“Bedrooms,” He nodded, “Do you want to choose one?” I asked hesitantly, “For today?” I added I didn’t want to overstep bounds with Willa.

“I just got me own room; it’s blue,”

“Your favorite color,”

“How did you know?” His eyes went wide.

“Lucky guess,” I smiled, “Also, you told me.”


Emmett bounded up the stairs peeking into the open doors of the guest rooms.

“This one,” He ran into one that faced the tallest buildings, “Can I keep it?” He asked and turned back, frowning.

“What’s wrong?”

“It’s white,” I looked around the room, white walls and matching sheets.

“There’s that painting,” I pointed at a wall, the painting cost me thousands, and he frowned at it, “How about we make a deal?”

“Okay,” He walked back toward me; his steps were slower now, his energy gone.

“We ask your mom,”

“Fine,” He shrugged, “But she’s going to say yes,” He gave me a knowing smile.

“Wait here for one moment, okay?” He nodded, and I went to grab some stuff from a closet.

Emmett was fading again and slumped against the bed when I returned.

“Let’s go back downstairs.” I motioned towards the door and he walked towards me.

He reached his arms up, and it took me by surprise. I lifted him into my arms, and he nuzzled into me. It made me feel really nice, actually.

I sat him on a chair and put the sheets and pillow I grabbed on the couch. My mom used to make me a couch bed when I was sick, which basically consisted of my favorite sheets and cartoons all day.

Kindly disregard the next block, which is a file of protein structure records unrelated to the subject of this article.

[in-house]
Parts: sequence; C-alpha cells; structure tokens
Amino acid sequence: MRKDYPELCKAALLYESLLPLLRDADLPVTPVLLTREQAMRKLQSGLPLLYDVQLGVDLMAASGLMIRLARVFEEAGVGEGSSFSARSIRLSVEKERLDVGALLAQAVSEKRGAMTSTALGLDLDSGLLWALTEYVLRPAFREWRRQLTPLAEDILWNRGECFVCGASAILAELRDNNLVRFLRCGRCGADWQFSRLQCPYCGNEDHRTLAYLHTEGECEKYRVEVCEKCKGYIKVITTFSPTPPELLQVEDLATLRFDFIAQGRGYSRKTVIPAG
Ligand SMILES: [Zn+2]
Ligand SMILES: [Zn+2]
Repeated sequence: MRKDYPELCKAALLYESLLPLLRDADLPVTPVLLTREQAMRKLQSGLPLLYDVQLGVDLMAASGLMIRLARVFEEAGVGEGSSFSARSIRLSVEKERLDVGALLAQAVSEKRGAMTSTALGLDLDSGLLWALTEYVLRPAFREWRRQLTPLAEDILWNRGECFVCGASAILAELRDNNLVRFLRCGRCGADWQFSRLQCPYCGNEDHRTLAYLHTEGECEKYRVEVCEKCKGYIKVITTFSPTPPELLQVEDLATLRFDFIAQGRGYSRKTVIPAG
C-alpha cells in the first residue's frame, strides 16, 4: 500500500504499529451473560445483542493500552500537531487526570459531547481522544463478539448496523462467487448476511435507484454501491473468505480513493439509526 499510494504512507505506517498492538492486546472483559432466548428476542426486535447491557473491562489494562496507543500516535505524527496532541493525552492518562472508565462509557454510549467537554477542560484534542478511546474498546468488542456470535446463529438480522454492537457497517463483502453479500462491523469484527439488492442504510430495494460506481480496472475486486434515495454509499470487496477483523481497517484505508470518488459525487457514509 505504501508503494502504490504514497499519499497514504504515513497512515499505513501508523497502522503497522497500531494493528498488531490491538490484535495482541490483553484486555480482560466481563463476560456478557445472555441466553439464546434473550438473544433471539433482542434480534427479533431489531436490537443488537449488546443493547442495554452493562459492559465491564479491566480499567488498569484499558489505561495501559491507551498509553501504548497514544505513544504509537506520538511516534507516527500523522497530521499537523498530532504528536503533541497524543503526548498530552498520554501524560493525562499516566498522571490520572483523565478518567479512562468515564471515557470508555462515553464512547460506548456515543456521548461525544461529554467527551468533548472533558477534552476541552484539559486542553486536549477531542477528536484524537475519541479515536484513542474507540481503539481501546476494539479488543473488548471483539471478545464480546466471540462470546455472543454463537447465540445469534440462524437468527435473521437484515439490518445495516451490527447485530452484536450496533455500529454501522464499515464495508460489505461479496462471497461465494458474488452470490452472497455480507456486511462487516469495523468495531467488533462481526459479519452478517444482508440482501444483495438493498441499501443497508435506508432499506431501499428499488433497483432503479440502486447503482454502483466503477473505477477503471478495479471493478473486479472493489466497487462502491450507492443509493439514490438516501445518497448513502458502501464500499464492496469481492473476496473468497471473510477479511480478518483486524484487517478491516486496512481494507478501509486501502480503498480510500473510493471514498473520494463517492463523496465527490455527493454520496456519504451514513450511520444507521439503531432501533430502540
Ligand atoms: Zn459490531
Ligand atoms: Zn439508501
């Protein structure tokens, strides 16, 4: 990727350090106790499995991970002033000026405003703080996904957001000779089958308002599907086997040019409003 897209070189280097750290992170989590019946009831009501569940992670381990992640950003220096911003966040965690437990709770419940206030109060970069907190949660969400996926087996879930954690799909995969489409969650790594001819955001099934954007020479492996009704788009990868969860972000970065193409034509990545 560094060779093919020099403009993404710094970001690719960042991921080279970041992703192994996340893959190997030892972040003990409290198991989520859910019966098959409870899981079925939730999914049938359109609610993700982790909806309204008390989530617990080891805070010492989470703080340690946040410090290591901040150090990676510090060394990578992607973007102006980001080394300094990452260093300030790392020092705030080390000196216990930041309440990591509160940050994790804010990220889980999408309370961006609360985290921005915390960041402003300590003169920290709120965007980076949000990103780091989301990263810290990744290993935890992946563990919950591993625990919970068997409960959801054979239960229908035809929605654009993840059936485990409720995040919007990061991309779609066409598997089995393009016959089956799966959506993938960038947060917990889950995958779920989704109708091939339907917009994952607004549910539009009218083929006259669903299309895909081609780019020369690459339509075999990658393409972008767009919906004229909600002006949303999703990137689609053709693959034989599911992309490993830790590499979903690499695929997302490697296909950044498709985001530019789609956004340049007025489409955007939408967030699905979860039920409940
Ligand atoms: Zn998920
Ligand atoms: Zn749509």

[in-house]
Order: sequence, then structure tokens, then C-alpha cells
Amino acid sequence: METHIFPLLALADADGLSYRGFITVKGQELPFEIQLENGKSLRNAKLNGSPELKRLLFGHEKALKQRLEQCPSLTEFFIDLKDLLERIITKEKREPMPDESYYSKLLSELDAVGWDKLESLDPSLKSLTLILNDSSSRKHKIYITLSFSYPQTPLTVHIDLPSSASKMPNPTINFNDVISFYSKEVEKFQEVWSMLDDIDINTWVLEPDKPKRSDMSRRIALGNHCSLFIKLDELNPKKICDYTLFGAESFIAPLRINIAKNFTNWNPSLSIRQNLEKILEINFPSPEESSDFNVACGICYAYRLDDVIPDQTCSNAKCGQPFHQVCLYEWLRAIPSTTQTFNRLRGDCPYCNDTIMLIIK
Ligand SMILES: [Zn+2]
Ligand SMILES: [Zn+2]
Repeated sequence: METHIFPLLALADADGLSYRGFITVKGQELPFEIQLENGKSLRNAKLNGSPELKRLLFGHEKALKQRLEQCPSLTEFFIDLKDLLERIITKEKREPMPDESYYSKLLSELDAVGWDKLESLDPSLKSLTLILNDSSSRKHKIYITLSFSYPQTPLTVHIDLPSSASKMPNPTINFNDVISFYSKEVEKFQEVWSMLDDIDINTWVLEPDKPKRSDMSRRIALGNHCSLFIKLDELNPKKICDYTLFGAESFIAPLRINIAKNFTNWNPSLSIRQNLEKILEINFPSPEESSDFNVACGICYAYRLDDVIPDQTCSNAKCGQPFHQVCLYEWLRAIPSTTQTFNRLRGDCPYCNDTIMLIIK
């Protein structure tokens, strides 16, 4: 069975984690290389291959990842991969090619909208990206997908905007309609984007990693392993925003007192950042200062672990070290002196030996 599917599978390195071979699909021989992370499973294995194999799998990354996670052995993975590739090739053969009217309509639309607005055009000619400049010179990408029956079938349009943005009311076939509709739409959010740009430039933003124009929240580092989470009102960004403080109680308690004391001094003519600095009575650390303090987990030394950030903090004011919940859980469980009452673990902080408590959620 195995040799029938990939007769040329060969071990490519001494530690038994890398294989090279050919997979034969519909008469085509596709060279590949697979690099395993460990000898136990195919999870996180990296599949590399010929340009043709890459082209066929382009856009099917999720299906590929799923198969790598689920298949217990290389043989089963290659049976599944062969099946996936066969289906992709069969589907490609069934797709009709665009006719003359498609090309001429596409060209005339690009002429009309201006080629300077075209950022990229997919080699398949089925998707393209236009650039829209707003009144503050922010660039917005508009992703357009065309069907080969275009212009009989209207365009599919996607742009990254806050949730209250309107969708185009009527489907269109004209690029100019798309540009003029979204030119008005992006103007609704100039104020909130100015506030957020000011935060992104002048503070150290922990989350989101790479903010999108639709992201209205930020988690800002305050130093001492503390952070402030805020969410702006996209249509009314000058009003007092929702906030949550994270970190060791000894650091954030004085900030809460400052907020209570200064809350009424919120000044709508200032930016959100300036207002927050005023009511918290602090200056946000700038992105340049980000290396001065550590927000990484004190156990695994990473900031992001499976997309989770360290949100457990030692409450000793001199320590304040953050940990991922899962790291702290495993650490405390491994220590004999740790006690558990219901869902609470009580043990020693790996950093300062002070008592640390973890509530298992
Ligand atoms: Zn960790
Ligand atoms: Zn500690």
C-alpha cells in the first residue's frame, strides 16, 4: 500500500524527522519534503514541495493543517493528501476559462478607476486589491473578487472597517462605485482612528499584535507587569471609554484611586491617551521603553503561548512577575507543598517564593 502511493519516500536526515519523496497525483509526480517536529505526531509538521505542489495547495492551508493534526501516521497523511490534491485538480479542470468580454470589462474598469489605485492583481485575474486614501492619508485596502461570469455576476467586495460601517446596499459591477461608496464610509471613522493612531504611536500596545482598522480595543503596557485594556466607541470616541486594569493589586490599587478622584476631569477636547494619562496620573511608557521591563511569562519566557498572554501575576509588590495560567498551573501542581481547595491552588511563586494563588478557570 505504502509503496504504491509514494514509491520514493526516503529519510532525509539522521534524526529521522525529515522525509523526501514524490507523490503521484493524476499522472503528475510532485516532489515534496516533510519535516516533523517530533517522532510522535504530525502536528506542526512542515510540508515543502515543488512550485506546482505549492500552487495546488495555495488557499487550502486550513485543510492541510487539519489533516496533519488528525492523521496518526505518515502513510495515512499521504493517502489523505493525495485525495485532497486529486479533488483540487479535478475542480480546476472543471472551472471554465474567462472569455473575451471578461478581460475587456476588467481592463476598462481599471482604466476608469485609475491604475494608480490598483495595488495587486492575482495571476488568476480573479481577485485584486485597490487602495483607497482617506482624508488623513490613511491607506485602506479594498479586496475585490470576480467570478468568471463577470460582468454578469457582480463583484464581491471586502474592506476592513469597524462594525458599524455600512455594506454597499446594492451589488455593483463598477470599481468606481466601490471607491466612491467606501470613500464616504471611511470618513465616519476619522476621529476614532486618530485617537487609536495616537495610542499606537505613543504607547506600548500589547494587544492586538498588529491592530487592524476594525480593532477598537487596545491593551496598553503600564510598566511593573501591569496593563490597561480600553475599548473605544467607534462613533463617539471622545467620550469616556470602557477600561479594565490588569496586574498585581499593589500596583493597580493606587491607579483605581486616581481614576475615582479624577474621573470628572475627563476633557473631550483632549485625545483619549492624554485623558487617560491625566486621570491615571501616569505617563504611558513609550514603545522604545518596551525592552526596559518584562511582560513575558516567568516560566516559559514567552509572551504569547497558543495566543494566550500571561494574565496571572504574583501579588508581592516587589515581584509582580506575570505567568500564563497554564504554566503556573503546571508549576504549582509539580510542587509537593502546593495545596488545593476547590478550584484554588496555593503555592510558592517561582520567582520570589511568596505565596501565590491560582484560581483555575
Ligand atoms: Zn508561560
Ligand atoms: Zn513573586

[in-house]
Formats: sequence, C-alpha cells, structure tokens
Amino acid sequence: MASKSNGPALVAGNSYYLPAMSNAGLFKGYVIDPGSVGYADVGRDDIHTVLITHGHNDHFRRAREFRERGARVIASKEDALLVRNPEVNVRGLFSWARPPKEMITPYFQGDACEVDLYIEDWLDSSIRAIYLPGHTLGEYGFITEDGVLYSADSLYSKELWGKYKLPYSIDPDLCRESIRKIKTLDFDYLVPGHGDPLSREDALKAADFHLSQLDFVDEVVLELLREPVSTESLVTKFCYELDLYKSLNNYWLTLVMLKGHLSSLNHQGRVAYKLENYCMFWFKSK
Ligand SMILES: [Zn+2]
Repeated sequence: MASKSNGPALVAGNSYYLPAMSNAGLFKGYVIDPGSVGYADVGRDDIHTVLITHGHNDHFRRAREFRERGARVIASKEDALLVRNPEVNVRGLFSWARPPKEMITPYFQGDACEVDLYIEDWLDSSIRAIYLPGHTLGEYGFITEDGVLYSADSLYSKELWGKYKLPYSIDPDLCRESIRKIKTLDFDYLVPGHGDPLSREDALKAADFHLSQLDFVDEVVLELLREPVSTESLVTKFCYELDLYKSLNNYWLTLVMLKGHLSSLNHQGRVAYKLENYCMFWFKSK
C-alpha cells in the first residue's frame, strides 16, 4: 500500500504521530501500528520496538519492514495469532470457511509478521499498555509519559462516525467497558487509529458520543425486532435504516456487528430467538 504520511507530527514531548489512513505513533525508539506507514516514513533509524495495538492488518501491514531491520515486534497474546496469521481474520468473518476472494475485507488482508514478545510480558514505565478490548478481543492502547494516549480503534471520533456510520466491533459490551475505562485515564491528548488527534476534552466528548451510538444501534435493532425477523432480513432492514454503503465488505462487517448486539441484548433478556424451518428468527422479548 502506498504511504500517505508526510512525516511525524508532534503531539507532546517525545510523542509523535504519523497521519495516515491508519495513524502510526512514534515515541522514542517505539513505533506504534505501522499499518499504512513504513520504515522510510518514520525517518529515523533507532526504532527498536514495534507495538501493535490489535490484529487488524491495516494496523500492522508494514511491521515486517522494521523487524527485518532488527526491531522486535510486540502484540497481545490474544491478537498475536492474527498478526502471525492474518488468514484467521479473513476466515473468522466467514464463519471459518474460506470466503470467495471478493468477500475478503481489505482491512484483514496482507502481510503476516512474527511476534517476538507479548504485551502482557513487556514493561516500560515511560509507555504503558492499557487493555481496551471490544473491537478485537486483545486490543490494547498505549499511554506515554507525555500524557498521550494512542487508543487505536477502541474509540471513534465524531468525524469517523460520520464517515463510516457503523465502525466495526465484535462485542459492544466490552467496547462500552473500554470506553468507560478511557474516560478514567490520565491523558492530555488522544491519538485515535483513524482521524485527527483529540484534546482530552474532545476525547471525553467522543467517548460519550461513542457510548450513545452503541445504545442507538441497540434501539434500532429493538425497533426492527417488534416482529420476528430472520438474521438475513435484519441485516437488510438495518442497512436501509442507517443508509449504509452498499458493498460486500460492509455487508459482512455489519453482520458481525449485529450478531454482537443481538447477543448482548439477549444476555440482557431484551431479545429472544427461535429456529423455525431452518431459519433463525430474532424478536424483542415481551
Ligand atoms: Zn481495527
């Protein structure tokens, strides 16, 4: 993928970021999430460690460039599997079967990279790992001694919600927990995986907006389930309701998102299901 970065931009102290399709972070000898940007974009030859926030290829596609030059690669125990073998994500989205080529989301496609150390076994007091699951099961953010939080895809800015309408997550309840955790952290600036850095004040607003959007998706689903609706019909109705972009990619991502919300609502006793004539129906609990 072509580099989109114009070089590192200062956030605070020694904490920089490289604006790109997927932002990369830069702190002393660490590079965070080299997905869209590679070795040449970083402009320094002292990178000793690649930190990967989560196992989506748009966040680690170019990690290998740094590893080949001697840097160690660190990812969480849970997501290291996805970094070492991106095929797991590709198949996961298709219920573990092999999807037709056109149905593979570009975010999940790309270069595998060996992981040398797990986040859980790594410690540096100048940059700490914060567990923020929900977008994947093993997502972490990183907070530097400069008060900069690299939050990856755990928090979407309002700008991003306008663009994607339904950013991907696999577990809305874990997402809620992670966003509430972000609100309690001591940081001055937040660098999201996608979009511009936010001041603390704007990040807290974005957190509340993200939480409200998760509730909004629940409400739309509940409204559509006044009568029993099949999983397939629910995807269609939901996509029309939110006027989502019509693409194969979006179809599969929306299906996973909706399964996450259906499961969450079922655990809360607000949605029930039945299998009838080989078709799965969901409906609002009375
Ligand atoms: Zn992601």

“There,” I lifted him onto to couch, “This is your bed for the day, and we can watch whatever you want. The doctor will be here too. Are you hungry?”

“I don’t know,” He settled into the pillow, and I covered him with a blanket.

I put my palm on his head, and he felt hot, I needed to check in with the doctor to make sure he was on his way.

His eyes were closed before I even turned on the TV.

The door opened, and I knew who it was immediately. Only Holden would feel comfortable enough to barge in here.

I walked to the front door, “Be quiet; he’s sleeping,”

Holden dropped the bags he was carrying on the floor, “How about a thank you, nice to see you?”

“That too,” I raised an eyebrow looking at the bags he had.

“Toys mostly, plastic kid plates and cups, and clothes.”

“Okay then,”

“Was that not right?” He looked frustrated.

“I don’t know,” I shook my head, “Did you Google it?”

“Yes, and Google said kids need clothes and food, so I bought clothes and things to eat from.” He shrugged.

“Thanks,” I carried the bags toward the kitchen and went to make some chicken and rice, something my mom made for me every time my stomach was upset.